essay

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The qualities of imagery, dialogue and narrative style in Hemingway's “Hills Like White Elephants”

Ernest Hemingway is known for his sparse style, intense dialogue and ambiguous scenery. Hills Like White Elephants exemplifies these qualities while telling us a rather disturbing story of a couple and an unwanted pregnancy. This essay will discuss the qualities of imagery, dialogue and narrative style in this short story.

Poincaré's Doctine of Geometric Conventionalism

Poincaré's doctrine of geometric conventionalism presents observers of space with a difficult quandary: how to know that space is Euclidean or non-Euclidean. He begins his discussion with some definitions and clarifications. He distinguishes between two types of phenomena, external and internal.

Out of Sight... Out of Mind? A review of two articles on the ontological status of theoretical entities

The question of the existence of theoretical entities is the subject of W. T. Stace's article Science and the Physical World and Grover Maxwell's The Ontological Status of Theoretical Entities. Theoretical entities are things that are unobserved, either because they are sub-microscopic (electrons, neutrinos and the like), or because they simply do not exist in a traditional sense (gravity, warped space-time). We are unable to directly perceive these entities with our five senses, and therefore they would seem to consist of something other than what is tangible to our touch, taste, sight, hearing or smell. What then do these entities consist of? How can their existence be verified? What is their purpose? We shall see what both these philosophers of science think of these questions, and I will attempt to synthesize both positions into a coherent conclusion.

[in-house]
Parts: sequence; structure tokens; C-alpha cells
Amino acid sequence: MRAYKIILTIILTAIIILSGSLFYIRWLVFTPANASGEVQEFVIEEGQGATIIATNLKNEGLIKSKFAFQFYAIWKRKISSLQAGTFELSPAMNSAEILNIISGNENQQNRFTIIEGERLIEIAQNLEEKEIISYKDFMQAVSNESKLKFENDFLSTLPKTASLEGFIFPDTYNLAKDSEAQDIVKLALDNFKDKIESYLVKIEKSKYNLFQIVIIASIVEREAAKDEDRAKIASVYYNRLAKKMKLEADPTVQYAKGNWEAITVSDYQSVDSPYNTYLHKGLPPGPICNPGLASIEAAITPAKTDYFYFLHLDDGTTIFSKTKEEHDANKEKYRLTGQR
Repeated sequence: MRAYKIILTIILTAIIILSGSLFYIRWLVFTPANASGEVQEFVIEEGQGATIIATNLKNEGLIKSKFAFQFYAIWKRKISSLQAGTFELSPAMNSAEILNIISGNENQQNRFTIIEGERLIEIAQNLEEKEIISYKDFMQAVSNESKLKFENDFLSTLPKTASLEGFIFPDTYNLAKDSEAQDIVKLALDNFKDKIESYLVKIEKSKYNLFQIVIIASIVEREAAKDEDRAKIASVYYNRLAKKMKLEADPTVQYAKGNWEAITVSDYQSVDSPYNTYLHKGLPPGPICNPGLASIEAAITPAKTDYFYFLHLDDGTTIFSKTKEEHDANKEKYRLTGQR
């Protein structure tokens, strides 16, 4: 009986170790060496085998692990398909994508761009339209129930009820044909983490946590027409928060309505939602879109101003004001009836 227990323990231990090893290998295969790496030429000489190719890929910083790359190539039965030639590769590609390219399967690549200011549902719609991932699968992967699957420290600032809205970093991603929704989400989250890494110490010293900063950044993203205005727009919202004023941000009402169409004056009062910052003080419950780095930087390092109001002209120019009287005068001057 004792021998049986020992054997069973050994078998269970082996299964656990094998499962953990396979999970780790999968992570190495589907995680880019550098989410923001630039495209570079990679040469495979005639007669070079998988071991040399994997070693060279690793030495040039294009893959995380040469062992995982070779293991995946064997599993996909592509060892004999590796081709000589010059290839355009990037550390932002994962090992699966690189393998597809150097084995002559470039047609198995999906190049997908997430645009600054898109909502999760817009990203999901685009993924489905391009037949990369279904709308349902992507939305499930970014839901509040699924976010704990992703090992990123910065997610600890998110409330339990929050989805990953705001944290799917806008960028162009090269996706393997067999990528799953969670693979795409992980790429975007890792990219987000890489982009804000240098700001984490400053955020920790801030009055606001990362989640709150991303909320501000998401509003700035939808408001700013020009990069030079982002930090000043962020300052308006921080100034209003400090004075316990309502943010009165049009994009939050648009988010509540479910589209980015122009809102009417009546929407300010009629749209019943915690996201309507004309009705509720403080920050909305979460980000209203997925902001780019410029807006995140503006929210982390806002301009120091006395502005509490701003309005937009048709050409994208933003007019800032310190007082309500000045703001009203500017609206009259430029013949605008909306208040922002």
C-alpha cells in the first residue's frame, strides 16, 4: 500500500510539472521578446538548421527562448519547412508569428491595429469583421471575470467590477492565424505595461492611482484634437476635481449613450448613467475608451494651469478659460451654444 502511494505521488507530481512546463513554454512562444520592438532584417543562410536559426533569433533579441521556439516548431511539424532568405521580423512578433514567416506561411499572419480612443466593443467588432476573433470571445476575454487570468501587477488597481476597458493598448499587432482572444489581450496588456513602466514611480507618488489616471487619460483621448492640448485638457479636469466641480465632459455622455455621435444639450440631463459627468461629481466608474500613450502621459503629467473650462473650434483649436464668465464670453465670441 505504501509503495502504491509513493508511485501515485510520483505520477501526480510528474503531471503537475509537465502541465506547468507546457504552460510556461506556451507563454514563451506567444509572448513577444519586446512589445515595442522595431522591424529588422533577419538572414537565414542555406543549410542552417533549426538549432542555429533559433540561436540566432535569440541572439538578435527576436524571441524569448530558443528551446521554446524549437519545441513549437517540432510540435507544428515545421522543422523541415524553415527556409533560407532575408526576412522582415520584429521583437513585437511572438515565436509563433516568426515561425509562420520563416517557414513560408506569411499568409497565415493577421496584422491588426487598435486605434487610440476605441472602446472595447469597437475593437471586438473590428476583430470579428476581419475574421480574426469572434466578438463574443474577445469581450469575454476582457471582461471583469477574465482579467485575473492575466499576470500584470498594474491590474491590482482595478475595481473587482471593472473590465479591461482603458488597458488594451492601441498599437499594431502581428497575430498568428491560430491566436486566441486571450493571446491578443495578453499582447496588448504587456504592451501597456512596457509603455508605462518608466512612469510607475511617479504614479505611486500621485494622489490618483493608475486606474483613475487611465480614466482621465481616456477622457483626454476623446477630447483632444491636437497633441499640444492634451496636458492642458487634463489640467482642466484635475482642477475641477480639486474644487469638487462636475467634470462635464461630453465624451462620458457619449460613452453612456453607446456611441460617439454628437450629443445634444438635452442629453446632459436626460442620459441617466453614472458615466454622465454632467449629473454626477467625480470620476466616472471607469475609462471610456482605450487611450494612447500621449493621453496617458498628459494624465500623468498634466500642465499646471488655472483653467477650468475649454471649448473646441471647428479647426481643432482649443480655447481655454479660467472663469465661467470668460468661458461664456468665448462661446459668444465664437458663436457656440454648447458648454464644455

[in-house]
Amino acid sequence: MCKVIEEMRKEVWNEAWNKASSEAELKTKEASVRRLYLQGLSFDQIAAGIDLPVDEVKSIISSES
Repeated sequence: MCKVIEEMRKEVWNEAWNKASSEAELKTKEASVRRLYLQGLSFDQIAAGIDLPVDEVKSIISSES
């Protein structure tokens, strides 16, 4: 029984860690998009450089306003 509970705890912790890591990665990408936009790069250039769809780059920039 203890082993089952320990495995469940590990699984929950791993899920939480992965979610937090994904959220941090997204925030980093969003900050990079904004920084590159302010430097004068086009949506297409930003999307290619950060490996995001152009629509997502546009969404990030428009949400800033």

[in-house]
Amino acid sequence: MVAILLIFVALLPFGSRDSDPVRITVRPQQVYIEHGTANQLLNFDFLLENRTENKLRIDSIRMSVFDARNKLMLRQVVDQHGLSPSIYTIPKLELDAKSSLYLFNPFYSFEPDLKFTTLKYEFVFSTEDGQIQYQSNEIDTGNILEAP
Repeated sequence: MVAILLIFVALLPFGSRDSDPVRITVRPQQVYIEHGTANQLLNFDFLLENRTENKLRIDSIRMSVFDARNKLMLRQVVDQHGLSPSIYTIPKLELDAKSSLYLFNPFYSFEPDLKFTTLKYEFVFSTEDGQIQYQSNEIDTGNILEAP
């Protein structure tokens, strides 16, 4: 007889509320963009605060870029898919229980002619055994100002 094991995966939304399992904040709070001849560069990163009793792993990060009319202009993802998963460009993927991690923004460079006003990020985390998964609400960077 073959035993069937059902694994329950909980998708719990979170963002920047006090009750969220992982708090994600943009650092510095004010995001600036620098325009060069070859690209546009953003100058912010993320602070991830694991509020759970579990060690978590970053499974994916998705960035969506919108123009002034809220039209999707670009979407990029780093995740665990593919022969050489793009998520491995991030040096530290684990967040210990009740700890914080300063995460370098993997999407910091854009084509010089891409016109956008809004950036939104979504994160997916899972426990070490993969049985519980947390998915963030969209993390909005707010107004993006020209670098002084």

Pater's Aesthetics

Walter Horatio Pater, the English essayist and critic lived from 1839 until 1894. Born in London, he was educated at the University of Oxford, where he spent most of his life. His concentration was on interpreting to his age the art and literature of the Renaissance through historical novels, stories, and, mainly, essays.

A Burkean Criticism of Vonnegut's Mother Night

Kurt Vonnegut was born the eleventh of November, 1922 in Indianapolis. He served in the U.S. army from 1942-1945. During this time, he was captured by the Nazis and sent to Dresden to work in a factory producing a liquid vitamin supplement for pregnant women. His imprisonment in Germany supplied Vonnegut with many insights into the German lifestyle of the time.

Archetypes, Rhetoric and Characters : Northrop Frye's Criticism

This essay will deal with three terms in literary criticism, and with one critic. These areas of discussion are archetypes, rhetoric, character; and the critic is Northrop Frye. The mode of presentation is this: the four topics will be discussed in relation to each other, in four sections.

Metafiction for the Marginalised

History and Revisionism in Mordecai Richler’s Solomon Gursky Was Here and Thomas King’s Green Grass, Running Water; A Metafictional Analysis